That is certainly relevant to our discussion,, but I specifically have in mind the statements KF has made to the effect that any contingent being fails to exist in at least one possible world. If I’m misreading his comments, of course any correction is welcome.

    This would mean that even if God actually decided from time zero that some particular selection of matter would form a particular physical object regardless of what other facts obtained in the world, it is logically possible that he could have decided otherwise, and so even under these circumstances the object would not exist in all possible worlds, since the collection of possible worlds would include those that would have proceeded in the absence of God making that decision, which means no physical object could even have Nezesary Being (i.e. exist in all possible worlds in spite of its existence not being logically necessary).

    Perhaps. But I will say again that it might be the case that there is, for whatever reason, just one possible world (a minority view, but not a crazy one, as fair as I can tell).

  138. 138
    daveS says:

    BTW, are we all agreed that this is a good definition of “possible world”?

    A possible world is a complete description of the way reality could be, down to the last detail, encompassing every proposition’s truth or falsehood in a consistent manner.

  139. 139
    kairosfocus says:

    DS,

    Much of the above is simply going back over what has already been said and/or is readily accessible.

    On possible world, I suggest: in principle complete description of a possible state of affairs, which is feasible (which requires, coherent).

    A contingent being is commonly described as being in at least one PW, and absent in at least one other. In the case of a composite entity made up from parts, the latter would trivially be a closely similar world in which the parts are not assembled.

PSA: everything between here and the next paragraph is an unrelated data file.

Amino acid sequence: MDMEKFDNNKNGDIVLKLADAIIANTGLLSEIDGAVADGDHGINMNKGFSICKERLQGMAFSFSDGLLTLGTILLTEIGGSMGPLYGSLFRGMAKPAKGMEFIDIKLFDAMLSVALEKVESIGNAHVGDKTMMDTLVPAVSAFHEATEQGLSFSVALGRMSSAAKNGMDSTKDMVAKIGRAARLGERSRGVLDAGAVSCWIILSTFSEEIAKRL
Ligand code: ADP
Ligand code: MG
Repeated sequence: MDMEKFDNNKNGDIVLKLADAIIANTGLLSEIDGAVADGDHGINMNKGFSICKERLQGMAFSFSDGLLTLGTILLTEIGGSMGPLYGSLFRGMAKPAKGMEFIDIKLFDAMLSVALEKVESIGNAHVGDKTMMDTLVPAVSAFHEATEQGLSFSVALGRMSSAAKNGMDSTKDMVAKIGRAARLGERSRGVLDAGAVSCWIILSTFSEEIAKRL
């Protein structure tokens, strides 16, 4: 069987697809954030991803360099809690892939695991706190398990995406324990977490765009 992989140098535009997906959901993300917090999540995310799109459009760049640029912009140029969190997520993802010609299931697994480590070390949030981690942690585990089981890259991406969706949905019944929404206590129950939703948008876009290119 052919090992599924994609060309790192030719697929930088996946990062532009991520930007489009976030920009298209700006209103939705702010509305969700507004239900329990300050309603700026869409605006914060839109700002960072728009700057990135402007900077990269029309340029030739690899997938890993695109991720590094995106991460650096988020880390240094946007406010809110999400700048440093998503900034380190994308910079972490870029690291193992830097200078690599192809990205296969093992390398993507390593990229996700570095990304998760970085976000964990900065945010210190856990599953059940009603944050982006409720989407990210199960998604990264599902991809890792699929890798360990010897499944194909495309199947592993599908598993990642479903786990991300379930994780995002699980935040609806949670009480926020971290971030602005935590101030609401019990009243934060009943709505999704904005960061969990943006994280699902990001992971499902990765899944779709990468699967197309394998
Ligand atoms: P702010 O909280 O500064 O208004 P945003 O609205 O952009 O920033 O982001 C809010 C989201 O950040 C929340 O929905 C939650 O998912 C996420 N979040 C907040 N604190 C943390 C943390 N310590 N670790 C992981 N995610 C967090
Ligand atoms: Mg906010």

A necessary being would be in any PW, and the simplest way to see this is that NB’s are embedded in the framework for any world to exist. A serious candidate NB will be either impossible [as a square circle is impossible] or it will be in at least one PW and by universality in all including our familiar world. Typically, to propose that a given NB does not exist will end in contradictions; which may or may not be easy to find and/or acknowledge.

    I find approaching from the framework of reality point of view allows us to see the point of NBs more clearly.

    As does a case like two-ness . . . try to imagine a PW without distinction leading to dichotomy A vs ~A thus two-ness. Impossible. 2-ness never began, cannot end, is not assembled from material parts etc. NBs are going to be things like numbers, necessarily true propositions, and minds. Indeed theists have classically suggested that the abstractions have been eternally contemplated by God.

    And, on pain of reducing our own responsible rational freedom to absurdity, we are morally governed, requiring a First Sufficient Cause at world-root level capable of bearing the weight of ought. It is significant that repeatedly when it has been pointed out that there is only one serious candidate . . . the inherently good creator God, a necessary and maximally great being worthy of loyalty and the reasonable service of doing the good in accord with our evident nature . . . and alternatives have been invited to sit at the table of comparative difficulties, there has typically been a studious silence in a context where ever so many objectors are all too eager to find something to pounce on.